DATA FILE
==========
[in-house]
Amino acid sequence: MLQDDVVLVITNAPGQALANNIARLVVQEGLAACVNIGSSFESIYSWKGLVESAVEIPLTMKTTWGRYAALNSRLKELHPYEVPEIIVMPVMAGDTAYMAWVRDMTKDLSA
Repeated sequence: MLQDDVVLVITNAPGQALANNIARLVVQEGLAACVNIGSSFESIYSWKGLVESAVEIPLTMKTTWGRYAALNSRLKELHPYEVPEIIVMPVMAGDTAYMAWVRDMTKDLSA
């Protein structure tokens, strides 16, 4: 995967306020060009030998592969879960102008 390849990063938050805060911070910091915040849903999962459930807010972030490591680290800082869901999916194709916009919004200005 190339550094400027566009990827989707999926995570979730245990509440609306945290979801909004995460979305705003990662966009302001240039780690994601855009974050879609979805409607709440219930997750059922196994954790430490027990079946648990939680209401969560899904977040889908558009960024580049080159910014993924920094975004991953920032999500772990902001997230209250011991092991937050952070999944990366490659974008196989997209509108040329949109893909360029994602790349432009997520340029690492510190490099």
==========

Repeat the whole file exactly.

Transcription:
[in-house]
Amino acid sequence: MLQDDVVLVITNAPGQALANNIARLVVQEGLAACVNIGSSFESIYSWKGLVESAVEIPLTMKTTWGRYAALNSRLKELHPYEVPEIIVMPVMAGDTAYMAWVRDMTKDLSA
Repeated sequence: MLQDDVVLVITNAPGQALANNIARLVVQEGLAACVNIGSSFESIYSWKGLVESAVEIPLTMKTTWGRYAALNSRLKELHPYEVPEIIVMPVMAGDTAYMAWVRDMTKDLSA
């Protein structure tokens, strides 16, 4: 995967306020060009030998592969879960102008 390849990063938050805060911070910091915040849903999962459930807010972030490591680290800082869901999916194709916009919004200005 190339550094400027566009990827989707999926995570979730245990509440609306945290979801909004995460979305705003990662966009302001240039780690994601855009974050879609979805409607709440219930997750059922196994954790430490027990079946648990939680209401969560899904977040889908558009960024580049080159910014993924920094975004991953920032999500772990902001997230209250011991092991937050952070999944990366490659974008196989997209509108040329949109893909360029994602790349432009997520340029690492510190490099």